Age restrictions on the horizon for vape pens


Sean Garfias

Smoke rings. French inhales. Ghosts. Tornadoes. These are some of the tricks people do with a vape pen. Vape pens come in variety of color which individuals use to smoke eliquid that can contain nicotine or are nicotine free, depending on the eliquid one purchases.
The use of vape pens by students caught the attention of politicians in many states. A few days ago, the Mo. House passed a bill that would make it illegal to sell e-cigs and vape pens to anyone under the age of 18.
Sophomore Wandy Perez owns a vape pen.
“I don’t use it as much anymore, but I used it just simply because it was something fun to do,” Perez said of his neon green pen. “It’s like hoola hoop dancing; you do it because it’s fun and some people like to watch the tricks you can do.”
Perez said he uses the vape pen for recreational purposes, he likes to show off smoke rings he can make with his lips or simply for the flavored smoke rather than as a way to conceal smoking illegal substances.
“If people are smoking substances out of them, then that’s on them. Chances of that happening in school are slim,” Perez said. “Everyone I met with one just uses eliquid.”
Eliquid goes into the atomizer, which is essentially a tank that holds the eliquid. The eliquid is then heated up and the liquid evaporates into vapor that is seen coming out of the mouth piece. There are different flavors of eliquid that makes the vapor taste like the flavor of the eliquid purchased.
“So if I got watermelon liquid, when the liquid burns up to make vapor,” Perez said. “It tastes like watermelon.”
Along with recreational purposes, vape pens can be used as a substitute for smoking cigarettes, others use them as an aid in their fight for sobriety of cigarettes.
“I use a vape pen because it helps you quit smoking. I use it for the nicotine, but it’s not as harmful as cigarettes are since it’s water vapor,” junior Erin Houk said. “They shouldn’t ban it [from school] because it’s better than kids going out to the north lot to smoke cigarettes.”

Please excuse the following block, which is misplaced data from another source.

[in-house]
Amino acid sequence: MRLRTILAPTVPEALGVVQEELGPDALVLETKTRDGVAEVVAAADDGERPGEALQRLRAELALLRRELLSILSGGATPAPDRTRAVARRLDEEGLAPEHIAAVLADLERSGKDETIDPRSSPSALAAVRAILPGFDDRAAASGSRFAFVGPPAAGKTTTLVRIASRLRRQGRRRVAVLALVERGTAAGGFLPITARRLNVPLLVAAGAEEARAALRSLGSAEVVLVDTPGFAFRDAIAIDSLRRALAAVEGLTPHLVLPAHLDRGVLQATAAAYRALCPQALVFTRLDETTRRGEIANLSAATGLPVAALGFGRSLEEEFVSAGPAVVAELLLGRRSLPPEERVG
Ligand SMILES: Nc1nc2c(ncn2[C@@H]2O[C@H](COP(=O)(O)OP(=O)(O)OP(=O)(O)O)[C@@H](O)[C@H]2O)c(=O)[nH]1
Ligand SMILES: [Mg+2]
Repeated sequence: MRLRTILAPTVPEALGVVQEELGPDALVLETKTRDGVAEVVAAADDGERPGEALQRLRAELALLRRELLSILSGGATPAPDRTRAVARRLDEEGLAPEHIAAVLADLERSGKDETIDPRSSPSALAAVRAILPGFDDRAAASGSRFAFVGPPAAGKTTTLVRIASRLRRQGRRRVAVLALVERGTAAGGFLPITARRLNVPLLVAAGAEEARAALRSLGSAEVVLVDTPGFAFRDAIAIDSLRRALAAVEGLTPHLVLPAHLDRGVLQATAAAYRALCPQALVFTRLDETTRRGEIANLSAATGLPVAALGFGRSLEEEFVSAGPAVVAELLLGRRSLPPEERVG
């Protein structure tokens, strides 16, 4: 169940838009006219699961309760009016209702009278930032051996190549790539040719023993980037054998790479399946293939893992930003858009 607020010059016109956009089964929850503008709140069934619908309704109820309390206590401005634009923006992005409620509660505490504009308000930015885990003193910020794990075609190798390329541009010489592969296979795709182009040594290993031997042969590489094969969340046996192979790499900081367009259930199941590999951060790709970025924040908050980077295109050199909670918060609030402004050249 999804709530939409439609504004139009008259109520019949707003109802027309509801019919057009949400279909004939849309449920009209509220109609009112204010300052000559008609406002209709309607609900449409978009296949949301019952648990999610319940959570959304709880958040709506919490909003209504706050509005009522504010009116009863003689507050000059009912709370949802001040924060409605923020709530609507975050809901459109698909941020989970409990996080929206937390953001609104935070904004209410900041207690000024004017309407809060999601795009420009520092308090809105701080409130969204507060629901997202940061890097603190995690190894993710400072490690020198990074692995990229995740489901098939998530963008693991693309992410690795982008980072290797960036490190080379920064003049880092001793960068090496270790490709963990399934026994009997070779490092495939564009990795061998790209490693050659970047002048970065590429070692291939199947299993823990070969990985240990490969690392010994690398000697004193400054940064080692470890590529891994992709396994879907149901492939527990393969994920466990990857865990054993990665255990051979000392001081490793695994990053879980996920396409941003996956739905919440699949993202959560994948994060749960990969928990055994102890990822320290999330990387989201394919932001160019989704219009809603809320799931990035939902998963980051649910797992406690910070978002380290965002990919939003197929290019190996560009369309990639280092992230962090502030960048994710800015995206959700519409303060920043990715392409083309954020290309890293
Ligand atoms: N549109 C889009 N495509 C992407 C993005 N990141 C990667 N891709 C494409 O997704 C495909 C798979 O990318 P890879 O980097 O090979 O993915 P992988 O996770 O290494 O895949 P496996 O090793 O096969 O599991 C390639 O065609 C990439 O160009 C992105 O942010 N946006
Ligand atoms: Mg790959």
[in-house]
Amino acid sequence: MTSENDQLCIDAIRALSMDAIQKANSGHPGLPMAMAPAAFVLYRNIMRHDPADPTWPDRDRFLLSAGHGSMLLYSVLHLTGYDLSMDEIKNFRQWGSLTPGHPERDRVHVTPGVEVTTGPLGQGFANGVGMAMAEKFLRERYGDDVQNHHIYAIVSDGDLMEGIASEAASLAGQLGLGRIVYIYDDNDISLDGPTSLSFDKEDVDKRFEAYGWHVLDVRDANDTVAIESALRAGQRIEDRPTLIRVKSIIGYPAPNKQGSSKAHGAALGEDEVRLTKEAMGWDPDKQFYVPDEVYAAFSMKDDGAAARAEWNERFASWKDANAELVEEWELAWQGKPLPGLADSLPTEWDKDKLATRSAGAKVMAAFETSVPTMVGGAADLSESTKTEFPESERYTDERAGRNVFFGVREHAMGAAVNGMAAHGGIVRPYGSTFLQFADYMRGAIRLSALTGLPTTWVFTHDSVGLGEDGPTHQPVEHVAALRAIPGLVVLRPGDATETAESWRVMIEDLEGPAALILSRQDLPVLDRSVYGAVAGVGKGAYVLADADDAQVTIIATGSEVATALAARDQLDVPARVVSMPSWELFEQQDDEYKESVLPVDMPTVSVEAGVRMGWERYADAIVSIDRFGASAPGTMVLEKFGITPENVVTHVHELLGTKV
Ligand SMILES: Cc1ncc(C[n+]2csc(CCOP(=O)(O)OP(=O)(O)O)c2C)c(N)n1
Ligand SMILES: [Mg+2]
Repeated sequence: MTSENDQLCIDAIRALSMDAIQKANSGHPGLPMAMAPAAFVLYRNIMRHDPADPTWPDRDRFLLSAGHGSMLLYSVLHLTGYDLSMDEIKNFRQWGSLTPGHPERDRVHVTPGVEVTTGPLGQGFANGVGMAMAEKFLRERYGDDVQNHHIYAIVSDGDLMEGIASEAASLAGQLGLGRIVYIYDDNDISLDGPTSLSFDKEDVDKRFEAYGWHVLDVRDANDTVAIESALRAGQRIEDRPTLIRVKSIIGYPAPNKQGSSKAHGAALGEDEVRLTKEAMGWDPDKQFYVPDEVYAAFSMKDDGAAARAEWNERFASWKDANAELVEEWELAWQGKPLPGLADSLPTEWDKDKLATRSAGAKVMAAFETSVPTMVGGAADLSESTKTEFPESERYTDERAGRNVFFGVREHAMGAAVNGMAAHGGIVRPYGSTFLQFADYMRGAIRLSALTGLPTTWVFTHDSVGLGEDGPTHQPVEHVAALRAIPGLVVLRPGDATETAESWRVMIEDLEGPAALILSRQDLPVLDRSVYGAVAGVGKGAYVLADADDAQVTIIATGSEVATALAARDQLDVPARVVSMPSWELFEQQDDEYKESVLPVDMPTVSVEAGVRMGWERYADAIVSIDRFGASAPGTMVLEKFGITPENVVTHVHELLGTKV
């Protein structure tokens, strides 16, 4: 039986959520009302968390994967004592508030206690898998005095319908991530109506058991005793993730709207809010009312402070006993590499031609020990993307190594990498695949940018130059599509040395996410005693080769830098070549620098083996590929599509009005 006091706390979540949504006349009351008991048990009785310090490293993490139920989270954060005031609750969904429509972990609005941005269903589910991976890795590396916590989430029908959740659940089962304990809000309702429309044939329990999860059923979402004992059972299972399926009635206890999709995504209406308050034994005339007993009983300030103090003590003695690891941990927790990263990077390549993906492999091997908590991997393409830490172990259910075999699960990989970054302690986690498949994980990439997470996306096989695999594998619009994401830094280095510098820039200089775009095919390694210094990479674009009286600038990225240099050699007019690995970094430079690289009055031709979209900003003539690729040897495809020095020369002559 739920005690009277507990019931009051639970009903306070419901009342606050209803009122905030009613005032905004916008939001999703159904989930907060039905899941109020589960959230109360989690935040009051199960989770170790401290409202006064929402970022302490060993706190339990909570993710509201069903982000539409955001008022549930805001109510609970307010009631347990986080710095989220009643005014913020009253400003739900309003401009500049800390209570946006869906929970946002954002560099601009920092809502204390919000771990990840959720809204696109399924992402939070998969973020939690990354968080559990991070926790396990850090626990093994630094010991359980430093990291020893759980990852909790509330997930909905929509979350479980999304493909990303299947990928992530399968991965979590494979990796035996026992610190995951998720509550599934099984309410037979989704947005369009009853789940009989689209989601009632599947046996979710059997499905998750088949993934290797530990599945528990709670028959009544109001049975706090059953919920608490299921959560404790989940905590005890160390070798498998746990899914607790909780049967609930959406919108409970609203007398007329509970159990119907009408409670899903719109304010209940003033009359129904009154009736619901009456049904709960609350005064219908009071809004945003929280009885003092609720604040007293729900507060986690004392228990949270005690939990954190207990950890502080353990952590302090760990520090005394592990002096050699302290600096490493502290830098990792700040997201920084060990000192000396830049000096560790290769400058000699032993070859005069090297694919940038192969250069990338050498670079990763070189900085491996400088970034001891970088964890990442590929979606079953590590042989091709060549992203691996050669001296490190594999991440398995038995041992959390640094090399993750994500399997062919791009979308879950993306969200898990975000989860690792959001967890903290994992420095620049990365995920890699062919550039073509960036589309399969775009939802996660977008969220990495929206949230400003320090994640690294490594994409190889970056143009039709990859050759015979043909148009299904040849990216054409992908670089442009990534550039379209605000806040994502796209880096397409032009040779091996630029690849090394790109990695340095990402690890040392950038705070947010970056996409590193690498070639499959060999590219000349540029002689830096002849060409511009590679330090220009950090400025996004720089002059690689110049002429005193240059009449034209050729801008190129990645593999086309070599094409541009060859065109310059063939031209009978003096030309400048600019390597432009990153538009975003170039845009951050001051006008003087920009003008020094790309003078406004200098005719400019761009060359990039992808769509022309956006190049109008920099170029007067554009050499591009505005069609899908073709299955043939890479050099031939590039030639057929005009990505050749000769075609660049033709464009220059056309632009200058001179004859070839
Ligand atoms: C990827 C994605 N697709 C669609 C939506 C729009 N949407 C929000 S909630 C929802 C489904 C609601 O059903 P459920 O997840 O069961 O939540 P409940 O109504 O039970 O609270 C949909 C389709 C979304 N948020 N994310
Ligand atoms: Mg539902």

Houk said even if those addicted to cigarettes don’t quit, using a vape pen is “less harmful than smoking tobacco since e-cig vapor doesn’t contain the chemicals found in tobacco smoke,” according to an article on Medical Research News.
“The district is looking at writing a school policy,” said Assistant Principal Deborah Green. “It is considered a cigarette. If it’s not clearly written in stone yet, it will be soon.”
By setting a ban on vape pens, those students might resort to smoking cigarettes, which are more harmful than the use of a vape pen. With no ban against vape pens, students are most likely to make an attempt to switch from smoking cigarettes to smoking vape pens instead.
“If it’s [vape pens] being used as a step down, I think it’s better,” RBHS nurse, Tammy Adkins, RN, said. “It has valid use that way. The issue [that causes concern] is still the nicotine, which is the addicting part of it.”
Such as junior Maddy Perry who owns and uses her vape pen regularly.
“I use a vape pen because it was a better alternative than smoking tobacco,” said Perry. “ My dad kept his promise to quit smoking for me so I decided it’d be a great temporary alternative.”
While it is possible that those owning a vape pen might just be smoking the non-harmful flavored eliquids, there is evidence some people might use these types of devices to conceal the smell of illegal substances like marijuana. A Florida Youth Substance Abuse Survey recorded that 32.6 percent of students in that area admitted to using a vape pen for marijuana while 23.0 percent used it for nicotine.
Despite this, Houk says because they can be used as an aid to quit smoking cigarettes, their use should be encouraged.
“I doubt a majority of people with vape pens smoke nicotine. There are way too many flavors to resort to smoking that,” Perez said. “If there is a ban to be set on it, it should be just against using it to smoke nicotine or illegal substances.”
By Sean Garfias
Feature Photo by Mikaela Acton